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Napolitano: Cybersecurity executive order only part of the solution

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President Obama's Feb. 12 executive order falls short of a complete cybersecurity plan and should be seen as a first step in addressing cybersecurity issues, said Homeland Security Secretary Janet Napolitano March 7.

"We need Congress to enact a suite of comprehensive cybersecurity legislation," said Napolitano in testimony before a joint hearing of the Senate Homeland Security and Governmental Affairs and Commerce, Science & Transportation committees.

Napolitano said legislation would ideally include mechanisms for safeguarding civil liberties, further increasing information sharing, and establishing and promoting standards for critical infrastructure. It could also craft news tools for law enforcement, create a national data breach reporting requirement and give DHS hiring authority equivalent to the National Security Agency's, she said.

Napolitano said she's "looking for legislation that can, if necessary, put in statute the clarity of roles and responsibilities now contained in the EO, so that is preserved moving forward." The bill should also address the Federal Information Security Management Act of 2002, or FISMA, and "try to move from a paperwork-dominated statute to one that requires and embodies continuous diagnostics in real time."

Patrick Gallagher, director of the National Institute of Standards and Technology, agreed that the executive order is a step in the right direction, but more is needed.  

"In order to make progress you can't boil the whole ocean at once. I think you have to set priorities," said Gallagher. "I think the executive order and this process will allow that to happen."

Greg Wilshusen, director of information security issues at the Government Accountability Office, said it's too early to tell how effective the executive order will be, but he is encouraged by the fact that it assigns specific responsibilities to specific individuals with specific deadlines.

However, it does create yet another cybersecurity document.  Wilshusen said there is a surplus of cybersecurity guidance in the federal government. There is still no overarching document that synthesizes the relevant portions of all of them or provides a comprehensive description of the current strategy, he said.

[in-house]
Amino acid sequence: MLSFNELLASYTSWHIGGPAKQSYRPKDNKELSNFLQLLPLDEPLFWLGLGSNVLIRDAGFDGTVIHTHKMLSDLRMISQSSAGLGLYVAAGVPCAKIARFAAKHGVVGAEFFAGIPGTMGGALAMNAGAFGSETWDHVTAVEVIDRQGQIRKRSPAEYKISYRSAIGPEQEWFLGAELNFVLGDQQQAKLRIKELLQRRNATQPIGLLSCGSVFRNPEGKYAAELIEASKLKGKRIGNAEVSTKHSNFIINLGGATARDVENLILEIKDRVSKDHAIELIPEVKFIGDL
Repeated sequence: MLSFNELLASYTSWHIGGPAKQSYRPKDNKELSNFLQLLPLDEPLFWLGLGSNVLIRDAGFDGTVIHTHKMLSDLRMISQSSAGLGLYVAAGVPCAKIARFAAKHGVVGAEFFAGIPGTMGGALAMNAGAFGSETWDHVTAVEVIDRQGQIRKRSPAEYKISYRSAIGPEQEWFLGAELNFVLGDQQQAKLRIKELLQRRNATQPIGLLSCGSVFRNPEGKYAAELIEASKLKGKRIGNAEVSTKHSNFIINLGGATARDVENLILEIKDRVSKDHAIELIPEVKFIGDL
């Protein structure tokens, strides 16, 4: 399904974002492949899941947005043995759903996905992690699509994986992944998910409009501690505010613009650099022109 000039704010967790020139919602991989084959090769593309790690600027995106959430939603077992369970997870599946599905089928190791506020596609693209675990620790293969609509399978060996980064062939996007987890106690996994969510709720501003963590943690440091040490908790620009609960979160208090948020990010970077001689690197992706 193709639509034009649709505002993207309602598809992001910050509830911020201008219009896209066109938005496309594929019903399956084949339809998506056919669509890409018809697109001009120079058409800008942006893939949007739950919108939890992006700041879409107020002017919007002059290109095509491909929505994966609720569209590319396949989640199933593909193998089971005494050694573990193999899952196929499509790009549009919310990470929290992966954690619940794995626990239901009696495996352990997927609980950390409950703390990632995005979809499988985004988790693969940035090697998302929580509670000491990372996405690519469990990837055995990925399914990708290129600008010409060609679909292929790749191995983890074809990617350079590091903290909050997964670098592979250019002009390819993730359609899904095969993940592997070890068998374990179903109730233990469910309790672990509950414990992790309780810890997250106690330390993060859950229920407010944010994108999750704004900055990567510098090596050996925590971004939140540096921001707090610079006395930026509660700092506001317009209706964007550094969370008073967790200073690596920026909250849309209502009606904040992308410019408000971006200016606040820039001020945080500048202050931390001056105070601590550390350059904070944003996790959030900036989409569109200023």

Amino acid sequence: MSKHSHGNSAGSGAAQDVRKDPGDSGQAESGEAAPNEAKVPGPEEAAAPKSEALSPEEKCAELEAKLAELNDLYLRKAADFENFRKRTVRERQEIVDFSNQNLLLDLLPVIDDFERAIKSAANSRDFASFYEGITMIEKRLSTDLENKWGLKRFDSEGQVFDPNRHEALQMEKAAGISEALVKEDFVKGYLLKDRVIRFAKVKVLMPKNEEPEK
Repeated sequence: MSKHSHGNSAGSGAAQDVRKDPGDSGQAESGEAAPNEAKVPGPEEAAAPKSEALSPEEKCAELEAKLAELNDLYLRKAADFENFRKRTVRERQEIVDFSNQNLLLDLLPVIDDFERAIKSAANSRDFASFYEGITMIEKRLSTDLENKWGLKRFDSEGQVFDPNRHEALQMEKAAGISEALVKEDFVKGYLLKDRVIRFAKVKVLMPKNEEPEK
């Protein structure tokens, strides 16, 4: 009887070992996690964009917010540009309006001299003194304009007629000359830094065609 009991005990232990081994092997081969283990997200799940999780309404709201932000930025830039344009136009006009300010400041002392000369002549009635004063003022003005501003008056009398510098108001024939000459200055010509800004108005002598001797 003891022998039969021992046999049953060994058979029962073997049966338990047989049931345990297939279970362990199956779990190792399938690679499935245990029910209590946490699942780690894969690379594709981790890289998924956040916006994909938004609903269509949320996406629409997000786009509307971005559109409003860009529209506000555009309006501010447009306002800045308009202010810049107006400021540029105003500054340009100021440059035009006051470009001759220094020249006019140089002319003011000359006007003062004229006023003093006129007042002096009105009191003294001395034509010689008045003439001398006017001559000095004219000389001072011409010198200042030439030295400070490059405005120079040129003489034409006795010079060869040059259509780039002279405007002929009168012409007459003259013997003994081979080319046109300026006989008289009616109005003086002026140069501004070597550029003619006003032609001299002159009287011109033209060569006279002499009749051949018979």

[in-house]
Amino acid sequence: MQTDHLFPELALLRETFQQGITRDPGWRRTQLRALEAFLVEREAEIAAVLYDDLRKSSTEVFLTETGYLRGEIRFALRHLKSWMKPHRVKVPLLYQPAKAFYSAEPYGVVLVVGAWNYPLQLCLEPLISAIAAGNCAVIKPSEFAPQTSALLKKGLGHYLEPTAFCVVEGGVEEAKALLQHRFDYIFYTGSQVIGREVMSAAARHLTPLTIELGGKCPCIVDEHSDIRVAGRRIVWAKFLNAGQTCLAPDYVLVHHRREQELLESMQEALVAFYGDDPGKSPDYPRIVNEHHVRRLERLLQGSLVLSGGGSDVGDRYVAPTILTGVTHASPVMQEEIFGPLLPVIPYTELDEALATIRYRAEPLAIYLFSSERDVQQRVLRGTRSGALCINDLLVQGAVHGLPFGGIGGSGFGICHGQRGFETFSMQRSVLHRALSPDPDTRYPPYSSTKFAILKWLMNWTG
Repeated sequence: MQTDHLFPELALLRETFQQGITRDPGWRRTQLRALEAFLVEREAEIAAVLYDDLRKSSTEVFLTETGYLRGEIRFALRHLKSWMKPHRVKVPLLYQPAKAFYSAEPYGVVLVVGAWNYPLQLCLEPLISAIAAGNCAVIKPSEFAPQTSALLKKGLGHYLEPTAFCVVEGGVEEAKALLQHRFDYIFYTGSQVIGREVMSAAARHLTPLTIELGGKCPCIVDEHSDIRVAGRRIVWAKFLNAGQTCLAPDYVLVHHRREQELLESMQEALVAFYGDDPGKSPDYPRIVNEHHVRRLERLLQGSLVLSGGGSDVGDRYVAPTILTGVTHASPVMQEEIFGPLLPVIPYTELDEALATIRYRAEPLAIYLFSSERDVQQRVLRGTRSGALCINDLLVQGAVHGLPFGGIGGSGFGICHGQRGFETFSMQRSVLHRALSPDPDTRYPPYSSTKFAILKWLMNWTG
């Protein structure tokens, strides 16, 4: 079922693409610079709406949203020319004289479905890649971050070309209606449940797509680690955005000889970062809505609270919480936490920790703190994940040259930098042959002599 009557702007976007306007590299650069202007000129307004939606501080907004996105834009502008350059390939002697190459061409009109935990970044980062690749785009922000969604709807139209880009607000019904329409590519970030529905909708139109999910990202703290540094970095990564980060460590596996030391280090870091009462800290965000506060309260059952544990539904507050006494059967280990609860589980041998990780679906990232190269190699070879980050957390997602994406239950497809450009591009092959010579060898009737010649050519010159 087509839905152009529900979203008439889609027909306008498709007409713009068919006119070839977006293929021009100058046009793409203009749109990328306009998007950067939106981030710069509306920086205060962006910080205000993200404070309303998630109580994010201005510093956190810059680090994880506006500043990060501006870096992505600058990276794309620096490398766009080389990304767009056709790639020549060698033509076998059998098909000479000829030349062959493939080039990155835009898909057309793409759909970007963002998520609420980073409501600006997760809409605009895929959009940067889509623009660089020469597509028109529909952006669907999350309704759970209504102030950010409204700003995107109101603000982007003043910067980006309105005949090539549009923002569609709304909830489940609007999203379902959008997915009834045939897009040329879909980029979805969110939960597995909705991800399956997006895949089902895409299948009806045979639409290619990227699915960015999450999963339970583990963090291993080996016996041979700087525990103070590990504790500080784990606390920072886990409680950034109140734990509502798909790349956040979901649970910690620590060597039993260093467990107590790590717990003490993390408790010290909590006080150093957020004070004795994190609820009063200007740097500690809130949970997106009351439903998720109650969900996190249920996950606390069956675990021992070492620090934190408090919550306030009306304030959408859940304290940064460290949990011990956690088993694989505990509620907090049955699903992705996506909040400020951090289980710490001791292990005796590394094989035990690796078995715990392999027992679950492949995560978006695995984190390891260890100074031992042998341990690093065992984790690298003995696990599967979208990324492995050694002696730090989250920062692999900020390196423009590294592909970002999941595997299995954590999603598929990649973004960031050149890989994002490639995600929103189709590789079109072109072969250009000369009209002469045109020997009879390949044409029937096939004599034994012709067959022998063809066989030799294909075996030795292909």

The GAO believes the White House cybersecurity coordinator should develop an overarching strategy that integrates the executive order with existing cyber guidance, said Wilshusen.

During the hearing, Napolitano also briefly addressed the effects of sequestration on cybersecurity programs at her department. Napolitano said the sequester limits the department's flexibility.

"In our CERT teams we're looking at a 10 to 12 percent reduction there, in terms of being able to fill vacancies," said Napolitano.

"We are, importantly I think, probably going to have to delay the deployment of the next generation of security for the civilian aspect of the federal government--[Einstein 3-Accelerated] the so called E3A program--for a year, because we just are not going to be able to meet the deadlines given the lack of resources that had previously been budgeted," she added.

Gallagher said sequestration will have a limited impact on NIST's ability to carry out its duties under the executive order, because NIST aims to make the forthcoming cybersecurity framework an industry-driven process.

The executive order requires NIST to facilitate the development of a framework within a year, and a preliminary framework is due with 8 months. The agency issued a request for information to gather relevant input from industry and other stakeholders and will use workshops. The first will be April 3 and in May NIST will release initial findings from the request for information and analysis of those responses, said Gallagher. By the 8 month point NIST will issue an initial draft framework including an initial standards guidance and practices.

For more:
- go to the hearing page (includes prepared testimonies and archived webcast)

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